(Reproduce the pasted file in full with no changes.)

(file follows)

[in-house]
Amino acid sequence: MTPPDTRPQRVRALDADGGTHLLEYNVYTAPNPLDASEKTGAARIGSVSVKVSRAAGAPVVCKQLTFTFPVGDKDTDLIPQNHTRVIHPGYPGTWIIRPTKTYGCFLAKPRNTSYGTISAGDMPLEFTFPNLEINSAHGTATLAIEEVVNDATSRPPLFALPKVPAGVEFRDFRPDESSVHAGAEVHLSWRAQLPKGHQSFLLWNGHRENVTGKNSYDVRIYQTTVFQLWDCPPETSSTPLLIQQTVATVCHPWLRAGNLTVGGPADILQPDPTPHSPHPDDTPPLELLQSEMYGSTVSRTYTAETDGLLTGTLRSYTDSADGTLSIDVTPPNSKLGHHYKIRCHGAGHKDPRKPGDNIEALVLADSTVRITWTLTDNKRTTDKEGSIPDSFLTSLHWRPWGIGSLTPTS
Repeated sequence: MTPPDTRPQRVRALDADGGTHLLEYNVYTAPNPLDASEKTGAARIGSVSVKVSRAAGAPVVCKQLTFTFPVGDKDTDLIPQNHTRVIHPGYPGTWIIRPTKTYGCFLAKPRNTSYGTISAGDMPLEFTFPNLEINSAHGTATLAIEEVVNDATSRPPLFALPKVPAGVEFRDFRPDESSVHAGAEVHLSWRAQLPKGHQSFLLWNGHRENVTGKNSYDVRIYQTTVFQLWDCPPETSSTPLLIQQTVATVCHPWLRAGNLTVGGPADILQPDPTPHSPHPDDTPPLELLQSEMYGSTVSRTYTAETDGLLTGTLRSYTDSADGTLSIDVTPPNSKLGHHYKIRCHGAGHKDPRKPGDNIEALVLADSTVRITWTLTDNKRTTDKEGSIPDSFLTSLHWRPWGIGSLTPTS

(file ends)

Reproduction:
[in-house]
Amino acid sequence: MTPPDTRPQRVRALDADGGTHLLEYNVYTAPNPLDASEKTGAARIGSVSVKVSRAAGAPVVCKQLTFTFPVGDKDTDLIPQNHTRVIHPGYPGTWIIRPTKTYGCFLAKPRNTSYGTISAGDMPLEFTFPNLEINSAHGTATLAIEEVVNDATSRPPLFALPKVPAGVEFRDFRPDESSVHAGAEVHLSWRAQLPKGHQSFLLWNGHRENVTGKNSYDVRIYQTTVFQLWDCPPETSSTPLLIQQTVATVCHPWLRAGNLTVGGPADILQPDPTPHSPHPDDTPPLELLQSEMYGSTVSRTYTAETDGLLTGTLRSYTDSADGTLSIDVTPPNSKLGHHYKIRCHGAGHKDPRKPGDNIEALVLADSTVRITWTLTDNKRTTDKEGSIPDSFLTSLHWRPWGIGSLTPTS
Repeated sequence: MTPPDTRPQRVRALDADGGTHLLEYNVYTAPNPLDASEKTGAARIGSVSVKVSRAAGAPVVCKQLTFTFPVGDKDTDLIPQNHTRVIHPGYPGTWIIRPTKTYGCFLAKPRNTSYGTISAGDMPLEFTFPNLEINSAHGTATLAIEEVVNDATSRPPLFALPKVPAGVEFRDFRPDESSVHAGAEVHLSWRAQLPKGHQSFLLWNGHRENVTGKNSYDVRIYQTTVFQLWDCPPETSSTPLLIQQTVATVCHPWLRAGNLTVGGPADILQPDPTPHSPHPDDTPPLELLQSEMYGSTVSRTYTAETDGLLTGTLRSYTDSADGTLSIDVTPPNSKLGHHYKIRCHGAGHKDPRKPGDNIEALVLADSTVRITWTLTDNKRTTDKEGSIPDSFLTSLHWRPWGIGSLTPTS